MINSK -- When a small group of Belarusians took to the streets in late spring during an opposition solidarity rally, they got an early taste of the police violence that would follow the country's contentious August election.
For the experience, Uladzislau Yeustsihneyeu and Paval Pyaskou, will spend the next three years in a maximum-security prison after being found guilty on September 29 of using force while resisting police after the two men tried to prevent the detention of a participant in the authorized rally.
The fracas that broke out on June 19 in the small city of Maladzechna, 70 kilometers northwest of Minsk, was a precursor to the major crackdown against peaceful protests across the country after Alyaksandr Lukashenka was handed a new term in a deeply disputed presidential election less than two months later.
As Pyaskou's wife, Veranika, sees it, her 31-year-old husband was sent away for causing a few scratches, while police and other security forces have yet to face justice for the beatings, abuse, and alleged torture they have inflicted on peaceful demonstrators.
"It is strange that for a scratch on the knee they give you three years in prison," she told RFE/RL's Belarus Service following the sentencing. "They beat people up, rape them, and that's all good. But for a scratch, three years."
Yeustsihneyeu, 25, and Pyaskou, the father of a 6-year-old child, were both in the center of Maladzechna on June 19, where a "chain of solidarity" was to be held in support of the opposition to Lukashenka. It was the last day for potential presidential candidates to collect signatures needed to get on the August 9 ballot.
The two men, who did not know each other, were standing with several dozen rally participants when police began to violently detain a protester.
Yeustsihneyeu and Pyaskou were soon in the middle of it as a chaotic scene unfolded, with civilians jumping into the fray as police -- one brandishing a pistol -- fought them off and drove off with their detainee.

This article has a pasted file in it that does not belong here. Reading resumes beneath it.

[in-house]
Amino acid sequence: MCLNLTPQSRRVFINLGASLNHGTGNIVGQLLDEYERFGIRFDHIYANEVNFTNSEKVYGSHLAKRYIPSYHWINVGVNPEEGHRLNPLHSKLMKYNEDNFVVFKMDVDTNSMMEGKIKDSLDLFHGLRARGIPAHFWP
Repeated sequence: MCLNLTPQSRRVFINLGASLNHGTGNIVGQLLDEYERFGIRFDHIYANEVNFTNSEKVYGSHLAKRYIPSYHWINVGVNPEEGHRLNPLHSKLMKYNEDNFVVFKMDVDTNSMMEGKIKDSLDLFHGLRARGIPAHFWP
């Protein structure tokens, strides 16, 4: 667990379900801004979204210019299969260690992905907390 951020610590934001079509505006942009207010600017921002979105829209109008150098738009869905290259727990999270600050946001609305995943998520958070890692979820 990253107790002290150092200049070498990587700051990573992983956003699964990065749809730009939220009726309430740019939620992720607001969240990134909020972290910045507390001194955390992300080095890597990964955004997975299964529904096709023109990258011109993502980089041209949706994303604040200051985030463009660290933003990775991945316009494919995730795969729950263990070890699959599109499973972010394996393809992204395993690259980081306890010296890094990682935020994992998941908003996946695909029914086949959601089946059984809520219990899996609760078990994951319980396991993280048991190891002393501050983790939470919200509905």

The entire episode was captured in a viral video that made waves in Belarus.
When the dust settled, both Yeustsihneyeu and Pyaskou were facing up to five years in prison for forcefully resisting police, two of whom the court would find had received scratches to their knees and elbows and had sustained damage to their uniforms.
Yustsihneyeu, who said he lived in the city center and was only observing what was going on, pleaded guilty for his role in the incident. He testified that he had run to the aid of a woman he thought was being hurt and had grabbed an officer by the arm.
"You know, when a woman screamed, I didn't know, I just ran there," he told prosecutors," according to the Belarusian rights group Vyasnya.
He would be sentenced to three years in prison.
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Pyaskou acknowledged being at the scene, but refused to admit to harming a police officer. He testified that he heard shouts of, "Save me. Help!" and saw a riot policeman pushing a man amid a confusing scene.
"I tried to grab the riot policeman by the arm or shoulder," he told prosecutors, according to Vyasnya. "I then succeeded. I took him by his uniform and pulled."
Pyaskou said he didn't know why he acted, other than that "I wanted to save a man. It was necessary to stop the conflict." The officer in question, he said in court on September 18, was probably injured before he ran up to him.
Pyaskou, who had been under house arrest, was jailed following his testimony. He eventually received a sentence of three years and three months in prison.
Veranika Pyaskou said there was no way her husband could have injured the officer.
"The officer was already lying on the ground, and he had only a slightly scratched knee and torn trousers," she told RFE/RL. "But when Paval approached to pick him up and resolve the conflict, the officer fell down as a result of the actions of another man, who is now wanted."
Vyasnya, which has documented thousands of detentions and cases of police abuse against demonstrators in the seven weeks since Belarus's election, responded quickly to the sentencing.
On September 30, the rights watchdog issued a lengthy statement in which it said Yeustsihneyeu and Pyaskou had been denied a fair trial, that their sentences were disproportionate to the offense, and that their lives would be in danger in prison.
"We declare that Paval Pyaskou and Uladzislau Yeustsihneyeu are recognized as political prisoners," Vyasna wrote, demanding their immediate release from custody and a review of the court's decision.